2) There are websites dedicated to these SPACs. Some options are pretty liquid. I would use zero rate, no div, maybe some negative repo if the borrow is really high The vol and skew are going to be hard. The vol will always be high pre-conversation no matter what level (options on cash can’t be cheap to carry), but you have a high gap risk. I would imagine the skew inverted (calls more expensive than puts). Normally the warrants are post IPOs, so they would price like any warrant.
    3) Multiple reasons could explain this:
    a) $10… minus costs
    b) Listed mutual funds can have a heavy discount to their NAVs, because they don’t benefit from the creation-redemption process of ETFs. So a parity exists only if/when the conversion process is efficient.
    c) Offer and demand, in comparison to b)

    PS: This comment is not an investment recommendation…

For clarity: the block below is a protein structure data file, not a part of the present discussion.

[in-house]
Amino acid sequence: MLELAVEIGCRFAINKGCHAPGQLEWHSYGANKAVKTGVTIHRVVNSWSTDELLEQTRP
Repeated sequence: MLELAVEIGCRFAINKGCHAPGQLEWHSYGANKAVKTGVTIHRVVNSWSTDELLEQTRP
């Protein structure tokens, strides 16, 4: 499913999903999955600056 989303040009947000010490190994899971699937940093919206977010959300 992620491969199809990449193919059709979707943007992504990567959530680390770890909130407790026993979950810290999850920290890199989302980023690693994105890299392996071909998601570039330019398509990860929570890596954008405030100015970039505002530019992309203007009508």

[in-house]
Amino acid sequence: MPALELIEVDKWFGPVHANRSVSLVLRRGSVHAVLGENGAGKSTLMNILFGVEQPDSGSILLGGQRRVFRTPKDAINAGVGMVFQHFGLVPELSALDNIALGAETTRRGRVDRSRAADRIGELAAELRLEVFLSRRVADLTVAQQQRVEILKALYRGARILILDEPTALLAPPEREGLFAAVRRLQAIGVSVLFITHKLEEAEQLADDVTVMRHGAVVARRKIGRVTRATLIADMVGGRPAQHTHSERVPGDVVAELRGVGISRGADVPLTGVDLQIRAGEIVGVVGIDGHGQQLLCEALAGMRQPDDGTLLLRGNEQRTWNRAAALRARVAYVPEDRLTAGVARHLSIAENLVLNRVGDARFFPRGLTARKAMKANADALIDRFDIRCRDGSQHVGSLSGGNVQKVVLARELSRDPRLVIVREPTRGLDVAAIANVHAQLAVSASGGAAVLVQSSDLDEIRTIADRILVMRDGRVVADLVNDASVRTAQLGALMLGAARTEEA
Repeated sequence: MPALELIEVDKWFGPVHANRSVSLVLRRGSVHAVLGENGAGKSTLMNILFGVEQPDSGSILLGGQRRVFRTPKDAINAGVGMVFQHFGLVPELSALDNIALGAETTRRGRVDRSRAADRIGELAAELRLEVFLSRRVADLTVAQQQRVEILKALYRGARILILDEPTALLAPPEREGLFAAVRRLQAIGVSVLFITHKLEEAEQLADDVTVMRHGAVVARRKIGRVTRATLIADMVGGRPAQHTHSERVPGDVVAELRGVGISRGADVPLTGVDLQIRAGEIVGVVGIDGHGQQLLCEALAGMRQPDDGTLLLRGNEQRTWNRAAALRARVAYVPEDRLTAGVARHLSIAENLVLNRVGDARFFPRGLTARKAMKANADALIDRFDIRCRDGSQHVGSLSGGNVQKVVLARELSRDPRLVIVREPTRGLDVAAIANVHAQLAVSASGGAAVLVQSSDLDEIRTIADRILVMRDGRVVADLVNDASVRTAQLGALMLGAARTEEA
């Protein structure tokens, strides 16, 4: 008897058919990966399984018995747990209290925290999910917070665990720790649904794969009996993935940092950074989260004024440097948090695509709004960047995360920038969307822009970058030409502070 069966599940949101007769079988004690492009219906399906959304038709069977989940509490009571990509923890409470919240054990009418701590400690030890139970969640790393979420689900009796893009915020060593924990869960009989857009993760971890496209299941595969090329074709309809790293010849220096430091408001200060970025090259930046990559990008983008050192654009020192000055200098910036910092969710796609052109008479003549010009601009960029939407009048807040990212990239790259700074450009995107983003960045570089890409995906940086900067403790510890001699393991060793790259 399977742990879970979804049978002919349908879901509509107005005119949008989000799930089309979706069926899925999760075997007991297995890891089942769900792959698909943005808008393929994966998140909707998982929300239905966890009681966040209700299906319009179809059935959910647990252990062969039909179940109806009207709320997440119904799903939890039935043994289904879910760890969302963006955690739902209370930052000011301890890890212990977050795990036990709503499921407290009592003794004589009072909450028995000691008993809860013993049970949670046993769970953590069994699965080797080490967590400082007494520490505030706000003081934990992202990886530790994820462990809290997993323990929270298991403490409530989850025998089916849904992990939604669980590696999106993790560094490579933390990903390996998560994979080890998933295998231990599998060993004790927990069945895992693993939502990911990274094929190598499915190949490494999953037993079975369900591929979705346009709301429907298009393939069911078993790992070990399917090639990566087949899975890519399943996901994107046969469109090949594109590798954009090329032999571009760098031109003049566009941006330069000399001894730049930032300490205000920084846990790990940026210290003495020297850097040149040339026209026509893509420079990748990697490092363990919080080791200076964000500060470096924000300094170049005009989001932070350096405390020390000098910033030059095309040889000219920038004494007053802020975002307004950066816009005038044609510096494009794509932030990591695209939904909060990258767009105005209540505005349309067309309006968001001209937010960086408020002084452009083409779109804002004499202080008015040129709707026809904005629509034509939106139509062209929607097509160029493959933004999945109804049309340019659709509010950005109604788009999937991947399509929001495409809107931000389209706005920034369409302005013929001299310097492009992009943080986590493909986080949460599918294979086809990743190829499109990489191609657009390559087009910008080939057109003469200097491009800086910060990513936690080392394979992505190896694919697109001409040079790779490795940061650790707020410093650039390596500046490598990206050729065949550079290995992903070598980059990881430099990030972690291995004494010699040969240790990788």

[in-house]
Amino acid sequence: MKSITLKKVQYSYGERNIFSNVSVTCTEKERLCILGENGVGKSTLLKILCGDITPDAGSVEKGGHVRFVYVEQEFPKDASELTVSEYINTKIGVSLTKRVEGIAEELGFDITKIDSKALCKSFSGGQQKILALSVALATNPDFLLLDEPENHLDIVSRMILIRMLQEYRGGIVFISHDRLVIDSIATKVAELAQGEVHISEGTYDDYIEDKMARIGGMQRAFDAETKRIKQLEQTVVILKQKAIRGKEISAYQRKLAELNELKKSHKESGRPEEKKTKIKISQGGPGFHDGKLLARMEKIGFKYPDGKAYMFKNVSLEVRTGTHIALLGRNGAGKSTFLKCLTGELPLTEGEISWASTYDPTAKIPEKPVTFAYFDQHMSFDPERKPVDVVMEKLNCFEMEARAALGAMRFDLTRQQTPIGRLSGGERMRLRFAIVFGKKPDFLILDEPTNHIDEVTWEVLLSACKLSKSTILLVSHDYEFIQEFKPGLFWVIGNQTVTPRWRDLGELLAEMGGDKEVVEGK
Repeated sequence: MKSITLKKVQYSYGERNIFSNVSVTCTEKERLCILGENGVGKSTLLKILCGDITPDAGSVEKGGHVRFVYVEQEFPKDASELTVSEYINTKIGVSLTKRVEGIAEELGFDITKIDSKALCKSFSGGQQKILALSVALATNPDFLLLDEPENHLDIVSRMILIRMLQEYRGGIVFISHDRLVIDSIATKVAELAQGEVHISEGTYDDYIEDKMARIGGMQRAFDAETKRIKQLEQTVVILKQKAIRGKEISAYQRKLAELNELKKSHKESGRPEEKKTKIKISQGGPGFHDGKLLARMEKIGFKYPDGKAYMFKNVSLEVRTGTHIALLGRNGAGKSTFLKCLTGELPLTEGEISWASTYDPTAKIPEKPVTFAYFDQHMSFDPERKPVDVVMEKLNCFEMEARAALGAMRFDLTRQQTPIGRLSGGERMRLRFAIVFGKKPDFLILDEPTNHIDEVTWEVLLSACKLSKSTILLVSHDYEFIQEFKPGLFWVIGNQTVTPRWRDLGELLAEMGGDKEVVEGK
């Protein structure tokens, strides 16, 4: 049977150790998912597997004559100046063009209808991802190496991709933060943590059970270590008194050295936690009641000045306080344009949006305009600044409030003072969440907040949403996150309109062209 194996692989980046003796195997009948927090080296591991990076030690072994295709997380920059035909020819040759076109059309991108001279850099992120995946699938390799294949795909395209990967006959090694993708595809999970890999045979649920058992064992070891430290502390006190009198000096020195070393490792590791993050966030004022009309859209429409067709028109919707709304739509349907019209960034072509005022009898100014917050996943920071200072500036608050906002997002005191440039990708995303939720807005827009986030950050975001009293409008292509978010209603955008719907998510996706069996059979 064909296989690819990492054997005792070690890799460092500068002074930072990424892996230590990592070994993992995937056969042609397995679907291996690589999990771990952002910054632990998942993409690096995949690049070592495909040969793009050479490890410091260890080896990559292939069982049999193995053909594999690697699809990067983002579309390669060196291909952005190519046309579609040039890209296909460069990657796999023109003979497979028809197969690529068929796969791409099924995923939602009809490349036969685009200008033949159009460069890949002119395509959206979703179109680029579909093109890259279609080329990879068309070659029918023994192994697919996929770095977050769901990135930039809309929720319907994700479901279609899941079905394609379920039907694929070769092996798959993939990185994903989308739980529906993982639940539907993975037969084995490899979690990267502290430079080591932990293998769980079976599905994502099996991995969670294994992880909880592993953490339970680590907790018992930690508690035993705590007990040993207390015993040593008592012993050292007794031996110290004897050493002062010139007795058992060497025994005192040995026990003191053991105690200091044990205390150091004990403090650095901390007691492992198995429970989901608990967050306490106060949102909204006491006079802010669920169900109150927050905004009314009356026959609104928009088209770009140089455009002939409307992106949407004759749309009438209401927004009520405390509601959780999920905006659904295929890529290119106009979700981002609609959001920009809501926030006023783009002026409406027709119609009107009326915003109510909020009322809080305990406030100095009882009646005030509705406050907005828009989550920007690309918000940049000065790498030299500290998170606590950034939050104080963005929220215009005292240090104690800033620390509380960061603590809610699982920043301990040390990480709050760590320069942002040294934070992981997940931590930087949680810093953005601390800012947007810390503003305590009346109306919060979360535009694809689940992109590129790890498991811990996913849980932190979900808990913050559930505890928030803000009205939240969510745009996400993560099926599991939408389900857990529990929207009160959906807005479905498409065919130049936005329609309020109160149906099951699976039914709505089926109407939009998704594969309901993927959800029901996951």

• Ghislain Vong

      thanks for your reply Gontran.

      On the valuation of warrants, I’ve seen the mark to market value of warrants being substantially below the intrinsic value. My understanding is that there were at least two reasons for this:
      i) AFAIK the terms stipulate that the warrant expires worthless if the sponsors fail to acquire a business. This contingency must somehow be priced in, somehow like a credit-contingent option.
      ii) upon exercise of the warrant, new shares must be issued at the agreed strike, so the dilution may be substantial if the warrant coverage of the SPAC is large and if the SPAC share value significantly outperforms the strike

      As for the negative repo rate, ie large stock borrow rate, I agree it makes sense but probably only post-merger, as the price may start to shoot up and lead to a increase interest from short sellers.